Elderberry Canyon is a classic Eastern Sierra ski descent. Starting from down in the desert where you have to park your car — probably around 5500′ — the wannabe skier follows an old road and trail to the Lambert Mine at almost 11,000′. From there, numerous couloirs ascend to Mount Tom’s north ridge between 11,800′ and 12,800′. Trying to sneak in a final ski ahead of a round of avalanches, I caught it in non-ideal conditions, with skiable snow starting at 7100′. Still, by climbing to the ridge at 12,000′, I managed to find 4900′ of enjoyable if crusty skiing.

For the first time since last summer, I started out with my skis and boots on my pack, hiking the old mine road, which no longer seems drivable past around 5800′. I reached Elderberry Canyon at 6400′, and briefly explored a road continuing south before returning to find the near-invisible trail up next to the creek. After a bit more confusing near a constriction, I crossed the creek where it turns south around 7000′, bashing through some willows and picking my way through nasty wild roses.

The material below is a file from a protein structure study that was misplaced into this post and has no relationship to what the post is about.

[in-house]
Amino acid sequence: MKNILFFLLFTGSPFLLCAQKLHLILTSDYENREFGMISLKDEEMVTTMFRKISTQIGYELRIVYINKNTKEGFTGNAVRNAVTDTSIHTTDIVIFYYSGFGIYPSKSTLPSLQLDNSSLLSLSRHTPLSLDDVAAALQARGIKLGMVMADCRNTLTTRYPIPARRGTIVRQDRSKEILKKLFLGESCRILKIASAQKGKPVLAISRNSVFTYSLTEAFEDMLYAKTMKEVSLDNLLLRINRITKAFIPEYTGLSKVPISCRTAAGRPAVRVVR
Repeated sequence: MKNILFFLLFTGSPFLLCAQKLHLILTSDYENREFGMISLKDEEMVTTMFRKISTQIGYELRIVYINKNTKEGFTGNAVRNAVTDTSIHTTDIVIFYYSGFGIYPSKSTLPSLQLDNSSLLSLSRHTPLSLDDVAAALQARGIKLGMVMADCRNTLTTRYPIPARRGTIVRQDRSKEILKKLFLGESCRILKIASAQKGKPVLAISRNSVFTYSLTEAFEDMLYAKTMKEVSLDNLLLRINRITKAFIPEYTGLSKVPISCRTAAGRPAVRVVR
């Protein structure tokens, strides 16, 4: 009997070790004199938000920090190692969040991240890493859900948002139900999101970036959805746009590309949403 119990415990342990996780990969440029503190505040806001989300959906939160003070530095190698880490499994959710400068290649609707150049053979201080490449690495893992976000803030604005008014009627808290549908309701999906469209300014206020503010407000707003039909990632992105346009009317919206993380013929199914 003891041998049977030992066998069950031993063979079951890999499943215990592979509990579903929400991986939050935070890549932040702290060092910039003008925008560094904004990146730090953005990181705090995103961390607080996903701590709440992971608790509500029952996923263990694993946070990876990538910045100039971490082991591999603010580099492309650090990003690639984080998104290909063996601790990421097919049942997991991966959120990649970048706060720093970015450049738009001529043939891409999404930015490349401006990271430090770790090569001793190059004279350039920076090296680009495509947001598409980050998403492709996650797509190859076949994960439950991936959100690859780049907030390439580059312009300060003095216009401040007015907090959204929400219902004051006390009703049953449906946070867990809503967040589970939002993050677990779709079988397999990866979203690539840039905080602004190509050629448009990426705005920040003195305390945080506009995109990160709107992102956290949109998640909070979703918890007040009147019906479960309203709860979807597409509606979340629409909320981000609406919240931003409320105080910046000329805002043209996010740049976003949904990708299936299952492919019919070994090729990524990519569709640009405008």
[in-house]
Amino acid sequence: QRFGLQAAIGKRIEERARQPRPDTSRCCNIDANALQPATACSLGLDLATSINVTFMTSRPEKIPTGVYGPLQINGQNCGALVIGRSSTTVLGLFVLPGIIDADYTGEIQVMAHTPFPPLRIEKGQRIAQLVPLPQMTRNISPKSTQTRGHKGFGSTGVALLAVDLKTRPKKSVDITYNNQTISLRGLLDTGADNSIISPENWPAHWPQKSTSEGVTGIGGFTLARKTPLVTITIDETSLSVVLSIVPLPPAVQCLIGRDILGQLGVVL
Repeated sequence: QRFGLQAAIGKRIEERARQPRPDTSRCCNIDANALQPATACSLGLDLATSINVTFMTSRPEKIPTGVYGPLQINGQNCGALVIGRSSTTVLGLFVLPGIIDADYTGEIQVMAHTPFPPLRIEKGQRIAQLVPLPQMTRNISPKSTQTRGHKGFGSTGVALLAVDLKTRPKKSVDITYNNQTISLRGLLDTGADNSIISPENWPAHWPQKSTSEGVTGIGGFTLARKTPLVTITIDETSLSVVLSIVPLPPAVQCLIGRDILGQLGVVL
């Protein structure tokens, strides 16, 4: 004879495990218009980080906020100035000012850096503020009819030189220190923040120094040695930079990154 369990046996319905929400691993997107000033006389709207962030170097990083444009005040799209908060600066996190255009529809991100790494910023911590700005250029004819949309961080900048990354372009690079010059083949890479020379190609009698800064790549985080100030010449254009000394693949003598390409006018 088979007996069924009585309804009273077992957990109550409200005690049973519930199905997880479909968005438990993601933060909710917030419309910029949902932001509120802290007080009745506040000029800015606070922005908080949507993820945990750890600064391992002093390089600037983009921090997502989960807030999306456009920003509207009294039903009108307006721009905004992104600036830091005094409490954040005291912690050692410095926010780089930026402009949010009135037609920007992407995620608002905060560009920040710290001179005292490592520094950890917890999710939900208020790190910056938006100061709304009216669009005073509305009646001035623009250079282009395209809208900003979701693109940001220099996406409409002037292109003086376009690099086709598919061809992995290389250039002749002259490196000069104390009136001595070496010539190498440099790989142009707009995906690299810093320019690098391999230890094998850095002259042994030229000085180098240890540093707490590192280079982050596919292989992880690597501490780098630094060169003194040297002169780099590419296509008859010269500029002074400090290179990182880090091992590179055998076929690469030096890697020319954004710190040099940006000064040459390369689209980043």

I finally put my skis on at 7100′, skinning carefully up hard crust and around bits of old avalanche debris. The valley narrows somewhat, then widens and flattens as it turns slightly east around 9600′. I continued over rolling terrain, eventually ending up west of where the Lambert Mine is shown on the map. The weather was still decent, with thin high clouds and little wind, so I chose a broad chute and booted west to Tom’s north ridge around 12,000′.